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Boot's idea for dealing with Iran

October 29, 2006

Re "How to handle Iran," Opinion, Oct. 25

Each week I read Max Boot's column with revulsion, but he has reached a peak, a zenith of immorality and violent inhumanity. He now suggests that the United States, the "beacon of light" and "shining city on a hill," support terrorism in Iran as a legitimate means of "hard-line" diplomacy. If Boot actually represents the thinking on the right, we have truly met the enemy, and he is us.


Studio City


The only rogue regime in the Middle East that has gone nuclear is Israel. Israel refuses to sign the Nuclear Nonproliferation Treaty, which Iran has. Israel refuses to allow inspections of its nuclear facilities, which Iran has. Israel even refuses to admit the obvious -- that it is a nuclear power. Israel has consistently violated its borders and is in the process of redrawing them yet again. Israel has committed countless war crimes in Lebanon and the Palestinian territories.

If Israel's behavior isn't one of a rogue nation, then please give me a definition of what is.




We already changed the regime in Iran once, back in 1953. Look how well that worked out.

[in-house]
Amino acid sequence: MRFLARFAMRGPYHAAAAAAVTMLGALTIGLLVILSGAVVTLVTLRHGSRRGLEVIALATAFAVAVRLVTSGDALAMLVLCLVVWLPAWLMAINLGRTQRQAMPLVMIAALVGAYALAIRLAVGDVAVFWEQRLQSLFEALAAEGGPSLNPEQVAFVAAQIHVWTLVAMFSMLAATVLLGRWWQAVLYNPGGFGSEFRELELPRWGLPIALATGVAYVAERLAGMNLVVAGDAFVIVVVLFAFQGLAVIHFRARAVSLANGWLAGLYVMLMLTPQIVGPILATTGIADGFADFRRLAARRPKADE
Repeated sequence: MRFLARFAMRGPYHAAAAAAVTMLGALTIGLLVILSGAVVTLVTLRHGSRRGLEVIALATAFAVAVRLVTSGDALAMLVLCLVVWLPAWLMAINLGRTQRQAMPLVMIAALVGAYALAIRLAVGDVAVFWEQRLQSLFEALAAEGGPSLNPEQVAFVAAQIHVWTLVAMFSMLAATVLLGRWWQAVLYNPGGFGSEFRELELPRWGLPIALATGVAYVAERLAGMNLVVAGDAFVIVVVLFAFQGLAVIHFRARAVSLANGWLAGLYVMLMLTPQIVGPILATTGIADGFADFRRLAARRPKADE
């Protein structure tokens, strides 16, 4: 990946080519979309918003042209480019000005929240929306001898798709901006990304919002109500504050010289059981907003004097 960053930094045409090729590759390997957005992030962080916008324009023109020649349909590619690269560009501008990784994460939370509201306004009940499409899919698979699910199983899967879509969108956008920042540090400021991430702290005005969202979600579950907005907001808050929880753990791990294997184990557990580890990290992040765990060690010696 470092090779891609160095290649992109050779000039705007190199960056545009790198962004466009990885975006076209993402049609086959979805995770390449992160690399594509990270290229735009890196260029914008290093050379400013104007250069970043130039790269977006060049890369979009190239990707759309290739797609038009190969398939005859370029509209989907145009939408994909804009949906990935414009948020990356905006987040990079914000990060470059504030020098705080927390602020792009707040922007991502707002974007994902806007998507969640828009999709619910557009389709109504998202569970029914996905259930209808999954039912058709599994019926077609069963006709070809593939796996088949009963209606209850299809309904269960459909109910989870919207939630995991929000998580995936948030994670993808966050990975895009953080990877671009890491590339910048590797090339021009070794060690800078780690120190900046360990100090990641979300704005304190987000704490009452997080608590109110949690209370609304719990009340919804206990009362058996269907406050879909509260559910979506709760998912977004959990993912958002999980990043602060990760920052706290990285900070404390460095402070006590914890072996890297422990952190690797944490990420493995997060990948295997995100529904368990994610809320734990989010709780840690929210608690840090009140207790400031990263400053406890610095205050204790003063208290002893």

Simi Valley


Boot's idea for dealing with Iran is to sponsor ethnic terrorism in the country. First he was a cheerleader for the war in Iraq, and, not happy having won his aim there, he wants to create another festering pit of death in Iran. These are ramblings he should share with his psychiatrist, not with the readers of a respected newspaper.


Double Oak, Texas


Boot's unabashed espousal of violent options to cause regime change in Iran is all too familiar to the Iranian people, who have a collective memory of the U.S. intervention in Iran in 1953 that caused the overthrow of a democratically elected government and its replacement with a U.S.-backed dictatorship.

Iran today is a stable democracy where competitive elections are held regularly.

Iran's nuclear program, sanctioned by the Nuclear Nonproliferation Treaty, has no military component.

Iran has not breached any of its obligations with the U.N.'s International Atomic Energy Agency by its pursuit of an independent nuclear fuel cycle, notwithstanding a long history of canceled nuclear contracts and reneged promises warranting Iran's quest for nuclear fuel self-sufficiency, within the framework of Iran's safeguard agreements with the IAEA.

Iran has excellent relations with its neighbors, including the new governments in Iraq and Afghanistan, and has offered to help with the escalating security problems in Iraq.

By distorting the facts about Iran and its stability role in the region, the writer makes policy recommendations that only add to the litany of approaches that sadly mishandle relations with Iran.


Press Secretary

Permanent Mission of Iran to the United Nations

New York

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